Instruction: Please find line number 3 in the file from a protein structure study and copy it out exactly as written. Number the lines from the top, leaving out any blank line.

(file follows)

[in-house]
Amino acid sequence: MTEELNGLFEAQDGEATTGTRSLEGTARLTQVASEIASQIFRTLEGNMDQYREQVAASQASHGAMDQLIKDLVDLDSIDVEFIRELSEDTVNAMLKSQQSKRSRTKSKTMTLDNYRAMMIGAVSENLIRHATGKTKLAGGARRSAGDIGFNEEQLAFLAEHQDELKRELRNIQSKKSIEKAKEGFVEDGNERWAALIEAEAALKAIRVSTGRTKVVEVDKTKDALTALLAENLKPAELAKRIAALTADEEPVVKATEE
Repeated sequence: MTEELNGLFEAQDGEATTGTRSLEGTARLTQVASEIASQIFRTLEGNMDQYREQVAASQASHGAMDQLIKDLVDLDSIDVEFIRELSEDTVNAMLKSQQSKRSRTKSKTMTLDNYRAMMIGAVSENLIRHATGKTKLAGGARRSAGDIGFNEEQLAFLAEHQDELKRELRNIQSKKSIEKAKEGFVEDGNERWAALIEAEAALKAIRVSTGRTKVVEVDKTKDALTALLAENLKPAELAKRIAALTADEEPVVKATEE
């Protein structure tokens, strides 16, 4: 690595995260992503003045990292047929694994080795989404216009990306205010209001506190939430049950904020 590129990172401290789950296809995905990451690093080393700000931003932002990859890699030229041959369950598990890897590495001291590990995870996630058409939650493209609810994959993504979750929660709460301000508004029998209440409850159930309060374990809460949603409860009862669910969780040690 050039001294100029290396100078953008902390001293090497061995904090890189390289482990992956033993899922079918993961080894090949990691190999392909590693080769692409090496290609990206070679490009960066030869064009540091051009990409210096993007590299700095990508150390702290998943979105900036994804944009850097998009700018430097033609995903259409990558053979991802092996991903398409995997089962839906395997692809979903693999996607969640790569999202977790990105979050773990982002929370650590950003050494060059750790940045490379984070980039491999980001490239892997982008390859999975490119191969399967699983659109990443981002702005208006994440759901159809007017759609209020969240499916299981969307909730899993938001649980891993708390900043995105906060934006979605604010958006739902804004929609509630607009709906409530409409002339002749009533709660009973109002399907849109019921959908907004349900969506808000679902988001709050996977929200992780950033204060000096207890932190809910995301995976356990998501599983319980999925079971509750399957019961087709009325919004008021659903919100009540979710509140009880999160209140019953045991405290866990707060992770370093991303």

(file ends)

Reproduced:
Repeated sequence: MTEELNGLFEAQDGEATTGTRSLEGTARLTQVASEIASQIFRTLEGNMDQYREQVAASQASHGAMDQLIKDLVDLDSIDVEFIRELSEDTVNAMLKSQQSKRSRTKSKTMTLDNYRAMMIGAVSENLIRHATGKTKLAGGARRSAGDIGFNEEQLAFLAEHQDELKRELRNIQSKKSIEKAKEGFVEDGNERWAALIEAEAALKAIRVSTGRTKVVEVDKTKDALTALLAENLKPAELAKRIAALTADEEPVVKATEE